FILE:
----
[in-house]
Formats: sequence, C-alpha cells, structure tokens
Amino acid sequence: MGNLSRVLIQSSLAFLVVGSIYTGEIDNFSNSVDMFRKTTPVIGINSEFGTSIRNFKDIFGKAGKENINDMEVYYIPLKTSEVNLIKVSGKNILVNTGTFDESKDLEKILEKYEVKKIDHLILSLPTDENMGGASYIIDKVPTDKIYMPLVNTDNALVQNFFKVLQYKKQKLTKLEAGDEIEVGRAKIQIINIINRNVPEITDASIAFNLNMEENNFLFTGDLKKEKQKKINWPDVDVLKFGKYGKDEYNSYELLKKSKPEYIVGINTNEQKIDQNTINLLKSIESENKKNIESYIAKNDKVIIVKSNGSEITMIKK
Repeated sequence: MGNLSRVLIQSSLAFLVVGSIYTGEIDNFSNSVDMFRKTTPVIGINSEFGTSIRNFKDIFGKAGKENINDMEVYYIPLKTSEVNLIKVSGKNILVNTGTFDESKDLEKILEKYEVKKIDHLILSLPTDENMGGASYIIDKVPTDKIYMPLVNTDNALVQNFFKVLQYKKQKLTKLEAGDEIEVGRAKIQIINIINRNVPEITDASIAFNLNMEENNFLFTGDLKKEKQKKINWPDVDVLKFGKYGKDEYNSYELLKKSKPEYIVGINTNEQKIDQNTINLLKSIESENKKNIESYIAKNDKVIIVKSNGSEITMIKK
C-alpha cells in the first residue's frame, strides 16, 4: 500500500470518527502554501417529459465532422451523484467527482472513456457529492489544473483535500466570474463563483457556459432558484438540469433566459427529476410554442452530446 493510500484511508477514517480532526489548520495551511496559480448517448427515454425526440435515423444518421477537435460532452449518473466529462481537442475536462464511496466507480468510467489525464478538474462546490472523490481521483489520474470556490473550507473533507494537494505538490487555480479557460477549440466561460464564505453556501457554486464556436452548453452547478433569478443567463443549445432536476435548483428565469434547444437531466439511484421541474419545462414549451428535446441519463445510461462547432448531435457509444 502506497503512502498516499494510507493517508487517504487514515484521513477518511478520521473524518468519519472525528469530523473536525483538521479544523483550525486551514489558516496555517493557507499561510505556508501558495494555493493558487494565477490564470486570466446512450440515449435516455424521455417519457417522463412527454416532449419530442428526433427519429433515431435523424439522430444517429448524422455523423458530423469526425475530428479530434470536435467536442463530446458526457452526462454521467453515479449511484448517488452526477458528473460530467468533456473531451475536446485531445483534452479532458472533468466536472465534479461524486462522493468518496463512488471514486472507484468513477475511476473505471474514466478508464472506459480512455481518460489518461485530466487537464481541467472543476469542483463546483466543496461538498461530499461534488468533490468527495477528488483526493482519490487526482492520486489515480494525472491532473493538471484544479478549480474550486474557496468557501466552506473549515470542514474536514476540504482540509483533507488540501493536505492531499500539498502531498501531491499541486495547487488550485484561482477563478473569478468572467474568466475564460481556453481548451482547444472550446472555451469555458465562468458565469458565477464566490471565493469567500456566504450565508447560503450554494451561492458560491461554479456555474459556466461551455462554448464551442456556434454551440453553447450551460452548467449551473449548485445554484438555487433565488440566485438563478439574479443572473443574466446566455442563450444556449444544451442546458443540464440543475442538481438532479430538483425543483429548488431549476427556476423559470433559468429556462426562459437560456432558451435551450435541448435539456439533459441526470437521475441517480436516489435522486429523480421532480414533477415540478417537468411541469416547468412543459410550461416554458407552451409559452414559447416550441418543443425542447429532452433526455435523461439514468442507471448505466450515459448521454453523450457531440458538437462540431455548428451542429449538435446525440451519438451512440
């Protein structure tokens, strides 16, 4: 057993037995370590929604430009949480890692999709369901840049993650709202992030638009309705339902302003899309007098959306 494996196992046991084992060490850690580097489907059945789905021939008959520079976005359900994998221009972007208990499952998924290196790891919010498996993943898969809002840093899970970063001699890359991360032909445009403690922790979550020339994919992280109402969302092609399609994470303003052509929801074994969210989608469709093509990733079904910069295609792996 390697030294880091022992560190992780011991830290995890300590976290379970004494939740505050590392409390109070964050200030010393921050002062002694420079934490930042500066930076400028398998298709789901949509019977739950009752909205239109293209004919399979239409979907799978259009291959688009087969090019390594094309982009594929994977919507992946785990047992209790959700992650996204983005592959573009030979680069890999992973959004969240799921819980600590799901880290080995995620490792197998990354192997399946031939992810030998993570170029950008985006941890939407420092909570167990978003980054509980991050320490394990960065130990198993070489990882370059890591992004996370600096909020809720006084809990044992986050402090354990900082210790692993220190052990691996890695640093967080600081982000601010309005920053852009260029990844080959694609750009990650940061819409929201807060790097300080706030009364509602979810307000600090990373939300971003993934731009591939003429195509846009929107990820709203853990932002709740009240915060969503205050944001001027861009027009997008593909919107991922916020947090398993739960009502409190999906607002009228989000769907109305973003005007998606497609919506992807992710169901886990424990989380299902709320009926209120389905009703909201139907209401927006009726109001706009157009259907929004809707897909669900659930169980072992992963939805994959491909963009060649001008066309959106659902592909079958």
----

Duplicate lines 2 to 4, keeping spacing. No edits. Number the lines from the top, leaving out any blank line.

Formats: sequence, C-alpha cells, structure tokens
Amino acid sequence: MGNLSRVLIQSSLAFLVVGSIYTGEIDNFSNSVDMFRKTTPVIGINSEFGTSIRNFKDIFGKAGKENINDMEVYYIPLKTSEVNLIKVSGKNILVNTGTFDESKDLEKILEKYEVKKIDHLILSLPTDENMGGASYIIDKVPTDKIYMPLVNTDNALVQNFFKVLQYKKQKLTKLEAGDEIEVGRAKIQIINIINRNVPEITDASIAFNLNMEENNFLFTGDLKKEKQKKINWPDVDVLKFGKYGKDEYNSYELLKKSKPEYIVGINTNEQKIDQNTINLLKSIESENKKNIESYIAKNDKVIIVKSNGSEITMIKK
Repeated sequence: MGNLSRVLIQSSLAFLVVGSIYTGEIDNFSNSVDMFRKTTPVIGINSEFGTSIRNFKDIFGKAGKENINDMEVYYIPLKTSEVNLIKVSGKNILVNTGTFDESKDLEKILEKYEVKKIDHLILSLPTDENMGGASYIIDKVPTDKIYMPLVNTDNALVQNFFKVLQYKKQKLTKLEAGDEIEVGRAKIQIINIINRNVPEITDASIAFNLNMEENNFLFTGDLKKEKQKKINWPDVDVLKFGKYGKDEYNSYELLKKSKPEYIVGINTNEQKIDQNTINLLKSIESENKKNIESYIAKNDKVIIVKSNGSEITMIKK